Long Beach Transit (LBT)’s latest board meeting held with it a severe amount of questions regarding the transit company’s procurement of electric, zero-emission buses (ZEB) from Chinese company BYD. Eyebrows were raised over the proposed buses’ weight significantly damaging roadways; the failure of the current China-made BYD bus passing federally mandated Altoona Testing, prompting a longer return time on the contract fulfillment as well as structural questions; and the mysterious addition to the contract that 20 more BYD buses would be purchased without the Board’s formal approval of adding such an incentive.
Firstly, LBT’s choice of BYD over its other main competitor, South Carolina-based Proterra, has not come without its criticism, from both local publications—including the Long Beach Business Journal and the Long Beach Post—as well as right here at Streetsblog. And thus far, the criticisms don’t seem off-kilter.
In regard to the buses being overweight, city traffic engineer Dave Roseman expressed concerned that the weight of the BYD buses would cause significant wear and tear on the streets at the cost of taxpayers. When asked whether this was either previously known or whether the bus’s weight had magically altered during Altoona testing, LBT spokesperson Dana Pynn that the weight was “not a new subject” and had been known “throughout the entire process.”
Information from the original RFQ shows that second runner up Proterra’s contract cost more than BYD’s, however, Proterra’s bus showed both a lower curb weight—25,000lbs versus BYD’s 30,423lbs—and gross vehicle weight—37,000lb versus 39,700lbs. Furthermore, Proterra’s buses had already passed Altoona testing at the time of the bid.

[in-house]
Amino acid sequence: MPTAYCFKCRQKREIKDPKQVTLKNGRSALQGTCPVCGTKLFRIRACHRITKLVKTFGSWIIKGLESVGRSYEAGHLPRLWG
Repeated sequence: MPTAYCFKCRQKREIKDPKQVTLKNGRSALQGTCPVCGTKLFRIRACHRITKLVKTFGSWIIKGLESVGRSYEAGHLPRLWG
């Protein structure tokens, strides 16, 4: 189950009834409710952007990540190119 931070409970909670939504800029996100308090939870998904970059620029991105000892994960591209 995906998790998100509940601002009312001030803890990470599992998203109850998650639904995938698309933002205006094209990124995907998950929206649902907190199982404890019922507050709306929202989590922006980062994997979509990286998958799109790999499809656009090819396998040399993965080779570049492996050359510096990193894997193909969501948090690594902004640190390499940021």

Speaking of Altoona testing, all is not well on the BYD front. Rolando Cruz, Executive Director and Vice President of Maintenance and Facilities at LBT, stated the following at the meeting:
“The most critical item in this project is the status of the Altoona testing of the BYD manufactured bus,” Cruz said. “The bus was returned to Lancaster as our staff was noticing some rear cracks at the bus—the most vulnerable part of the bus.”
The part of any transit bus that takes the most stress with the largest load is the rear of the bus, hence Cruz’s emphasis on the cracks being critical. After inspection, it was determined, according to Cruz, to be a result of “low-quality welding” that could be fixed. The coach was fixed and has been returned to Altoona for further testing, which is now expected to be completed by March of next year.
According to Micheal Austin, Vice President of BYD America, this was not a failure.
“BYD buses have not failed at Altoona,” Austin said. “In fact, the robustness segments of testing are ongoing with the same bus that started at Altoona late this spring, [the same bus that] was manufactured in our qualified and audited Changsha facility in China.”
So… The bus being tested now is not a bus from the proposed Lancaster plant where the 10 procured buses are to come from?
Precisely, as noted by Board members who were deeply discouraged by this fact—so discouraged in fact, that they voted to not only have the China-based bus finish testing but to also send the first completed Lancaster bus through testing as well. This then means that the first of the ten buses to arrive will be the only bus to hit the street; the other nine will not do so until the Lancaster bus itself completes Altoona testing.
After the China bus is finished, it will take 45 to 50 days to complete the Lancaster bus to send to Altoona.
This has prompted the Federal Transportation Authority—who provided LBT the TIGGER grant to procure the ZEBs—to require that LBT perform an audit on the Buy America feasibility of BYD, a concern that had been questioned throughout the bidding process by both Board members and BYD’s competitors. Cruz seems confident that there will be no issues.